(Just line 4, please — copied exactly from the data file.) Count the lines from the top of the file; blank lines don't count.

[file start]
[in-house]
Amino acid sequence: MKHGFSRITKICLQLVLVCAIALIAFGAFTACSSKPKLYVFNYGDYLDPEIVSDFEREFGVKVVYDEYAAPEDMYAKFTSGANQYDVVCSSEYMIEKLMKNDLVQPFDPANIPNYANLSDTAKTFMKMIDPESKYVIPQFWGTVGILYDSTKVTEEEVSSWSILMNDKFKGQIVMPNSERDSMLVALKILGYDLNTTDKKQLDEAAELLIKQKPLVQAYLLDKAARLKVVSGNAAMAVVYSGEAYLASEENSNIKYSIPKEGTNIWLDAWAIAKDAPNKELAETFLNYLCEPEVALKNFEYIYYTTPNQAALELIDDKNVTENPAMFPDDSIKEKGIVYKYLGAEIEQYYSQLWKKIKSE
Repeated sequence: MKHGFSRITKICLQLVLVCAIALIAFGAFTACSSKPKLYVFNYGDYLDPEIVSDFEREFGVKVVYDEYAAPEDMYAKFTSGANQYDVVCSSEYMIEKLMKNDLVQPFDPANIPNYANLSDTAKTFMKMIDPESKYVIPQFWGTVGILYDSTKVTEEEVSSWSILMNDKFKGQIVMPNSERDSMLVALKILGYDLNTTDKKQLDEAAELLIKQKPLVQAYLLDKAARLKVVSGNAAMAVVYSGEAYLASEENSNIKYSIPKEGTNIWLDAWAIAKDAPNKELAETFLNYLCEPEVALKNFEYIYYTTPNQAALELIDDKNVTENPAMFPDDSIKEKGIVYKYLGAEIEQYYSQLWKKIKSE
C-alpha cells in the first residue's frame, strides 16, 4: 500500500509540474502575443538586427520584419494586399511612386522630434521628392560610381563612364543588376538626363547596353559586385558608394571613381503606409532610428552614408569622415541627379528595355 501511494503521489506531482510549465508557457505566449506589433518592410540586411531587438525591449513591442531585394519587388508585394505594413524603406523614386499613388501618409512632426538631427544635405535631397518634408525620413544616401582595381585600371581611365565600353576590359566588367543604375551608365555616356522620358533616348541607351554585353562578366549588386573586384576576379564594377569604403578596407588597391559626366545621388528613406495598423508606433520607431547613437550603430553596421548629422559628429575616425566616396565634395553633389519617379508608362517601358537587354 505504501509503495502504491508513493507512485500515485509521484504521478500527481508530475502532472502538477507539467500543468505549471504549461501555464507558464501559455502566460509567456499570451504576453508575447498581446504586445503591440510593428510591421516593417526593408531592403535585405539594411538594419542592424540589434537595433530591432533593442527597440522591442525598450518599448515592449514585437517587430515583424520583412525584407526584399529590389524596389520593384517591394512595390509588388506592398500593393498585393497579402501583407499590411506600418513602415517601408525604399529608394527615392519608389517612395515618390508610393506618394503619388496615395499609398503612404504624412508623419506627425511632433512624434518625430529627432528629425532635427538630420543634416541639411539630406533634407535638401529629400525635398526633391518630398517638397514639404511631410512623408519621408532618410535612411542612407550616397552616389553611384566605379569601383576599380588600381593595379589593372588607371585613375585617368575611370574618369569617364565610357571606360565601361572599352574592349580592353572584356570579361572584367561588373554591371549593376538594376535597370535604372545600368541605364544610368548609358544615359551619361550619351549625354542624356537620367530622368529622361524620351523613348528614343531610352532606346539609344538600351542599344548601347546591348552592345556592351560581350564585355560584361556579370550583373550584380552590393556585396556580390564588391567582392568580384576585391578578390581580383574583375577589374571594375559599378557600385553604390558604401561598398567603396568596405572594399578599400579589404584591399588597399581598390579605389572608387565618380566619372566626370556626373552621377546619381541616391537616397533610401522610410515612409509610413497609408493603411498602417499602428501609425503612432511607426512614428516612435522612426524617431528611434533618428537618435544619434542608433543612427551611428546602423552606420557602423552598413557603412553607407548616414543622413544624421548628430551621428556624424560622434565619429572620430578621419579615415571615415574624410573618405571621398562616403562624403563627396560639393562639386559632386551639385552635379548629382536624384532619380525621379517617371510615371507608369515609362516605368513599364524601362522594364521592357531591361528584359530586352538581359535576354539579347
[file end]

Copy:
C-alpha cells in the first residue's frame, strides 16, 4: 500500500509540474502575443538586427520584419494586399511612386522630434521628392560610381563612364543588376538626363547596353559586385558608394571613381503606409532610428552614408569622415541627379528595355 501511494503521489506531482510549465508557457505566449506589433518592410540586411531587438525591449513591442531585394519587388508585394505594413524603406523614386499613388501618409512632426538631427544635405535631397518634408525620413544616401582595381585600371581611365565600353576590359566588367543604375551608365555616356522620358533616348541607351554585353562578366549588386573586384576576379564594377569604403578596407588597391559626366545621388528613406495598423508606433520607431547613437550603430553596421548629422559628429575616425566616396565634395553633389519617379508608362517601358537587354 505504501509503495502504491508513493507512485500515485509521484504521478500527481508530475502532472502538477507539467500543468505549471504549461501555464507558464501559455502566460509567456499570451504576453508575447498581446504586445503591440510593428510591421516593417526593408531592403535585405539594411538594419542592424540589434537595433530591432533593442527597440522591442525598450518599448515592449514585437517587430515583424520583412525584407526584399529590389524596389520593384517591394512595390509588388506592398500593393498585393497579402501583407499590411506600418513602415517601408525604399529608394527615392519608389517612395515618390508610393506618394503619388496615395499609398503612404504624412508623419506627425511632433512624434518625430529627432528629425532635427538630420543634416541639411539630406533634407535638401529629400525635398526633391518630398517638397514639404511631410512623408519621408532618410535612411542612407550616397552616389553611384566605379569601383576599380588600381593595379589593372588607371585613375585617368575611370574618369569617364565610357571606360565601361572599352574592349580592353572584356570579361572584367561588373554591371549593376538594376535597370535604372545600368541605364544610368548609358544615359551619361550619351549625354542624356537620367530622368529622361524620351523613348528614343531610352532606346539609344538600351542599344548601347546591348552592345556592351560581350564585355560584361556579370550583373550584380552590393556585396556580390564588391567582392568580384576585391578578390581580383574583375577589374571594375559599378557600385553604390558604401561598398567603396568596405572594399578599400579589404584591399588597399581598390579605389572608387565618380566619372566626370556626373552621377546619381541616391537616397533610401522610410515612409509610413497609408493603411498602417499602428501609425503612432511607426512614428516612435522612426524617431528611434533618428537618435544619434542608433543612427551611428546602423552606420557602423552598413557603412553607407548616414543622413544624421548628430551621428556624424560622434565619429572620430578621419579615415571615415574624410573618405571621398562616403562624403563627396560639393562639386559632386551639385552635379548629382536624384532619380525621379517617371510615371507608369515609362516605368513599364524601362522594364521592357531591361528584359530586352538581359535576354539579347